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Health Care
Feb 28, 2022

Everyone Should Know How to Prepare for the Death of a Parent

Sponsored Content provided by Kelly Erola - Chief Medical Officer, Lower Cape Fear LifeCare

It’s often the unspeakable level of grief: preparing for the death of a parent.

A parent’s death transforms every aspect of your world. Holidays such as Father’s Day or Mother’s Day become difficult and sorrowful. Photographs and family gatherings are now bittersweet.

If your parent is in hospice care, it’s important to be well-prepared for your loss. Therefore, we’d like to offer information about preparing for the future death of a parent and some healthy ways to cope with death.

One of the best resources is Lower Cape Fear LifeCare Responds, which provides a wealth of information, including a useful workbook.

Preparing for Death of a Parent Checklist

Say the Important Things
This is an imperative time for you to tell your parent that you love them or to resolve any misunderstandings. Sometimes a simple “I’m sorry” can make a world of difference in how you are able to cope with a parent’s death.
You don’t ever want to think, “I wish that I had told my parent…” It may help to make a list so you can be sure you’ve spoken about all the things you need to.

Get Your Support Network in Place
You probably already have a network of friends and relatives upon which you can depend. Use this time to reach out to them so they will understand how they can best help you. This may mean fixing meals for you or running errands. Often, those who want to help may need some guidance on how to serve you most effectively.

Spend Time Talking About Memories
This is the time to enjoy reminiscing about the wonderful time you had together. Your parent will appreciate this trip down memory lane and the fantastic memories will be appreciated.
And speaking of memories…

Save All The Memories You Can
Do you still have questions about your parent’s life? Maybe you want to know more about that famous—yet secret—family recipe. Consider recording these for future generations or for you to enjoy later.

Understand Funeral Arrangements
We understand this is a difficult topic to discuss, but it’s essential to get a good grasp of what your parent wants for their funeral. Knowing this ahead of time will give you a sense of relief when it is time for funeral planning. You’ll never have to wonder, “Is this what they would have wanted?” because you are sure of your decisions.

Prepare Yourself Financially
In many ways, this can be the most challenging aspect of preparing for the death of a parent. It’s important to be sure that their affairs are in order. Doing so will take a lot of unneeded stress from them. It’s important to start this planning now instead of waiting until after your parent has passed, when you will be dealing with the additional stress of funeral arrangements.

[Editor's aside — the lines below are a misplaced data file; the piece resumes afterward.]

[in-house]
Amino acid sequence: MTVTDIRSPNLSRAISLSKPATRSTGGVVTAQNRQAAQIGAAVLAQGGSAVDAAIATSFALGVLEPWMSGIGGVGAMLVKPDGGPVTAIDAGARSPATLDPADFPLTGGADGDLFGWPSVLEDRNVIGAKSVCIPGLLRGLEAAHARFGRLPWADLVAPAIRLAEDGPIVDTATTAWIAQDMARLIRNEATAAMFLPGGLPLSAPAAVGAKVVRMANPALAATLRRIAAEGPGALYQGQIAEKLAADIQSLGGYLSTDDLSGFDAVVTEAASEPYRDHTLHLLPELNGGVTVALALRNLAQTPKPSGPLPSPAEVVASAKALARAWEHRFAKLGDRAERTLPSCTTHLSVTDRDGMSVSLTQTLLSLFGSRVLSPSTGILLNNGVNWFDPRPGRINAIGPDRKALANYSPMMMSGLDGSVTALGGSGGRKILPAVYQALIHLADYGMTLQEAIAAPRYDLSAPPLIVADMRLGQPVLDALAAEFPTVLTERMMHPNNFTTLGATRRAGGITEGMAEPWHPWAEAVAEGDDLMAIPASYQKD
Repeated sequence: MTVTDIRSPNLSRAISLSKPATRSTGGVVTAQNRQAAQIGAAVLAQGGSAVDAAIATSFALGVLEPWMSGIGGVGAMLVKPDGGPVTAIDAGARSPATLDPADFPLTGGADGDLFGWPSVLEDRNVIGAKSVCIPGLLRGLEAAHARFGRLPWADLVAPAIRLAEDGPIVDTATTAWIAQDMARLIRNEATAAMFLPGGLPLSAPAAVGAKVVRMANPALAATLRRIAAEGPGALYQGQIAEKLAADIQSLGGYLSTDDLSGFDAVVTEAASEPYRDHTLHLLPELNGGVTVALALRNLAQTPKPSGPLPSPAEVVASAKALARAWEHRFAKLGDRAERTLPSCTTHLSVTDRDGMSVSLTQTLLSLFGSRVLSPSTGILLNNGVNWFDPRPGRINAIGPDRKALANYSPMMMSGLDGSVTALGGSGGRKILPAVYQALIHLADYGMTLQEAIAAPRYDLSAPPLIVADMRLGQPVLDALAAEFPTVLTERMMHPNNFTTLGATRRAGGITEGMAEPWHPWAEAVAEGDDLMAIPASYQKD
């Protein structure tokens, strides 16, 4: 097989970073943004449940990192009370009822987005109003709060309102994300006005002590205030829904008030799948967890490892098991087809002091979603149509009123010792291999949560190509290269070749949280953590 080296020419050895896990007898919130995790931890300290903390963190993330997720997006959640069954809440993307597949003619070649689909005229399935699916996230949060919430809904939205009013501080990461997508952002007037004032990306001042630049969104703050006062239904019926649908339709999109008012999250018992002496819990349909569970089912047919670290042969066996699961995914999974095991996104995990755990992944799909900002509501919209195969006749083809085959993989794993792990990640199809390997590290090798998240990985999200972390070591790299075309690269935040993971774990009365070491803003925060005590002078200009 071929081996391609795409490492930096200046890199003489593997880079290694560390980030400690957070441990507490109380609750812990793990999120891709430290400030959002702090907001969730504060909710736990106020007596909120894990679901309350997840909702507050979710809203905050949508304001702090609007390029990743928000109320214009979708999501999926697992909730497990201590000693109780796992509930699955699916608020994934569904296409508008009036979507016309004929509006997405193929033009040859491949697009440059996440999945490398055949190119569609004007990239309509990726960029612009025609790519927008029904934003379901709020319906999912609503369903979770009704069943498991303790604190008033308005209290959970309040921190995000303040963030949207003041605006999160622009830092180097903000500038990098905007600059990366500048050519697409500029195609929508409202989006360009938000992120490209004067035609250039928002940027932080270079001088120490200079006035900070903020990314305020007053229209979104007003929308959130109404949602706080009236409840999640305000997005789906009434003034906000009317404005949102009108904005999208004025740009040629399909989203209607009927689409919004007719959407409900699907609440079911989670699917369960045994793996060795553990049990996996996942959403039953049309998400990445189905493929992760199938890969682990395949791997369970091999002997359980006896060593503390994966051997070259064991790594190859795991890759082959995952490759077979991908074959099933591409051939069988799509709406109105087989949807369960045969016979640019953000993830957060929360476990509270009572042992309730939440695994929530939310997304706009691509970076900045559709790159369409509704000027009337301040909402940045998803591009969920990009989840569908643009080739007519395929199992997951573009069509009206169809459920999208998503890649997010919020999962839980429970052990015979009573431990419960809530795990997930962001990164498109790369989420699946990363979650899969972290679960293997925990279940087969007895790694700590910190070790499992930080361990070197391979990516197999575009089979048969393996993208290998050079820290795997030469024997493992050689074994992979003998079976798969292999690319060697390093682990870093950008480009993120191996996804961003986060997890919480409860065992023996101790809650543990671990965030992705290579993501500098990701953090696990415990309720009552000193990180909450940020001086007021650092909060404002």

Don’t’ forget to consider these central aspects of financial planning:

  • Know where important documents are located. These may involve stocks, bonds or other similar items.
  • Who will be named executor of the estate? If you are, do you understand what is involved?
  • Have the names and contact information of your parent’s attorneys or financial advisors.
  • Make copies of key legal documents such as:
    • Wills
    • Trusts
    • Titles
    • Deeds
    • Insurance (including both long-term care and life insurance)
Are Your Parent’s Healthcare Wishes Explained?
Do you know what your parent would want if they weren’t able to make those decisions for themselves? This is why healthcare documents such as an Advance Directive or Healthcare Power of Attorney are so critical.

Healthy Ways to Cope with Death
Even if your parent is still in hospice care, there are still many essential things you need to know about the grieving process, as well as useful advice on how to cope.
As you and your parent are going through this difficult time, we suggest:
  • Avoid making any major life decisions.
  • Be gentle with yourself—remember that you do not have to be everything for everybody.
  • Consider counseling even before the death of your parent. A trained therapist will help you develop skills so you can cope more effectively when the time comes.
  • Get support from others, whether it be friends, family or clergy.
  • Take care of yourself. This includes getting plenty of sleep and eating healthy foods.
Lower Cape Fear LifeCare Supports You Throughout the Process of Preparing for the Death of a Parent
We serve not only our patients, but their families as well. That’s why we believe it is so important to offer spiritual as well as physical assistance. Our team not only includes doctors and nurses, but specifically trained chaplains, social workers and volunteers.

If your parent has a serious illness and you’re not sure if they’re a candidate for hospice care, simply complete these short questions to give you the answers you need.

See why we’ve consistently been praised for our high-quality hospice and palliative care.
 
Kelly Erola, MD, FAAHPM, FAAFP, is currently the Chief Medical Officer for Lower Cape Fear LifeCare, based in Wilmington, NC, where she has worked since 2017. Previously, she was Chief Medical Officer for Hospice Savannah, Inc. for 16 years and physician leader of the Steward Center for Palliative Care. Dr. Erola is board certified in hospice and palliative care medicine and has been involved full-time in palliative care since 2002.

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